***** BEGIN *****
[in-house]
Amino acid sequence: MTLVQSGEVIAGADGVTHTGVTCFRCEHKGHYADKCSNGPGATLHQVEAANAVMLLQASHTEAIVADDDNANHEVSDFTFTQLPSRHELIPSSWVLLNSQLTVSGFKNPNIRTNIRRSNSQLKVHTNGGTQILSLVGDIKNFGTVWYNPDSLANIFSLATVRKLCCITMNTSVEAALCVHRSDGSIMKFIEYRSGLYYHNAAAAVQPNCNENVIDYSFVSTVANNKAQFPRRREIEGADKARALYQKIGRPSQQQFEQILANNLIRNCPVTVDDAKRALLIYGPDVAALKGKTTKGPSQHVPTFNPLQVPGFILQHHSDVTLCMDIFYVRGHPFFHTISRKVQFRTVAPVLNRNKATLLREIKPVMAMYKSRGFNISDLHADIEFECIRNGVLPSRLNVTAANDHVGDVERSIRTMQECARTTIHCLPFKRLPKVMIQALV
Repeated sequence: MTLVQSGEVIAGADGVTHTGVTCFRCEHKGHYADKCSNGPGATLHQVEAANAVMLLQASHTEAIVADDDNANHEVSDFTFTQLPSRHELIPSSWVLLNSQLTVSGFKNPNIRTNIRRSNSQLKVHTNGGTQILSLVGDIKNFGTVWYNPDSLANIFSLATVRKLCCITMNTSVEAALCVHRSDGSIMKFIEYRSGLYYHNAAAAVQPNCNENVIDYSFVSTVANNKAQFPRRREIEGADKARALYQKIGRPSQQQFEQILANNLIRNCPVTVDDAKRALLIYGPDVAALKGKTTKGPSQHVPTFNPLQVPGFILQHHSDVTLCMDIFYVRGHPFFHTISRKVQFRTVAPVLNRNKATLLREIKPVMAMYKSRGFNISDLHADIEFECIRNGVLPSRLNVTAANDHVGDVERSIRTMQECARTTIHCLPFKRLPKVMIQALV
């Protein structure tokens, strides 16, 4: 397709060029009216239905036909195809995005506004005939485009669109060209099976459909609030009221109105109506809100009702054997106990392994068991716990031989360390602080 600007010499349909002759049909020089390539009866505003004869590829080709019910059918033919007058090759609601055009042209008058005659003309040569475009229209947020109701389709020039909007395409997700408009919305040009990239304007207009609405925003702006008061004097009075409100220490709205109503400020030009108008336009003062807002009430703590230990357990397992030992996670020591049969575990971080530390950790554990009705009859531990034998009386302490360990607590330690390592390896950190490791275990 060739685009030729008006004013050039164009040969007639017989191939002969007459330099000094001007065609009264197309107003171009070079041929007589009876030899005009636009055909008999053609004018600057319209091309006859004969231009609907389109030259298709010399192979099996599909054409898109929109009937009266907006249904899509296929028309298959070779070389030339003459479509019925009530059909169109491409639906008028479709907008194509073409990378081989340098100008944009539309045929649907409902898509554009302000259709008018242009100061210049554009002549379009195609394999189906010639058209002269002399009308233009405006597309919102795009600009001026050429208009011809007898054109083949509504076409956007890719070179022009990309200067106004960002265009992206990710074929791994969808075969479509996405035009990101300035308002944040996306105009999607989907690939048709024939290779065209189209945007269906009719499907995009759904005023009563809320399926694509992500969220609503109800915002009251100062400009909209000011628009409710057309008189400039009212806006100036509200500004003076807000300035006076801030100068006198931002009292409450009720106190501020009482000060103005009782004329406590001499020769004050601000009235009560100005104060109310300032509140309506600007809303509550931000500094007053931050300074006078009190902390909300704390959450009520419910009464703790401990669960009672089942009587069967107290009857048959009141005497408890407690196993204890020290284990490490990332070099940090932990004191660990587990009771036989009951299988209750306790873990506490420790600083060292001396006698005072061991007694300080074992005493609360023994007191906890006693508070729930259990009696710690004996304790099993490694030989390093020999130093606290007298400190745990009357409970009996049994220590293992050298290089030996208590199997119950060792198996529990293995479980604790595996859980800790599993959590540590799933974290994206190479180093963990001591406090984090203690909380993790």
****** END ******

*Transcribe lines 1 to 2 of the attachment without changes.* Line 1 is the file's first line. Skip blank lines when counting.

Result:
[in-house]
Amino acid sequence: MTLVQSGEVIAGADGVTHTGVTCFRCEHKGHYADKCSNGPGATLHQVEAANAVMLLQASHTEAIVADDDNANHEVSDFTFTQLPSRHELIPSSWVLLNSQLTVSGFKNPNIRTNIRRSNSQLKVHTNGGTQILSLVGDIKNFGTVWYNPDSLANIFSLATVRKLCCITMNTSVEAALCVHRSDGSIMKFIEYRSGLYYHNAAAAVQPNCNENVIDYSFVSTVANNKAQFPRRREIEGADKARALYQKIGRPSQQQFEQILANNLIRNCPVTVDDAKRALLIYGPDVAALKGKTTKGPSQHVPTFNPLQVPGFILQHHSDVTLCMDIFYVRGHPFFHTISRKVQFRTVAPVLNRNKATLLREIKPVMAMYKSRGFNISDLHADIEFECIRNGVLPSRLNVTAANDHVGDVERSIRTMQECARTTIHCLPFKRLPKVMIQALV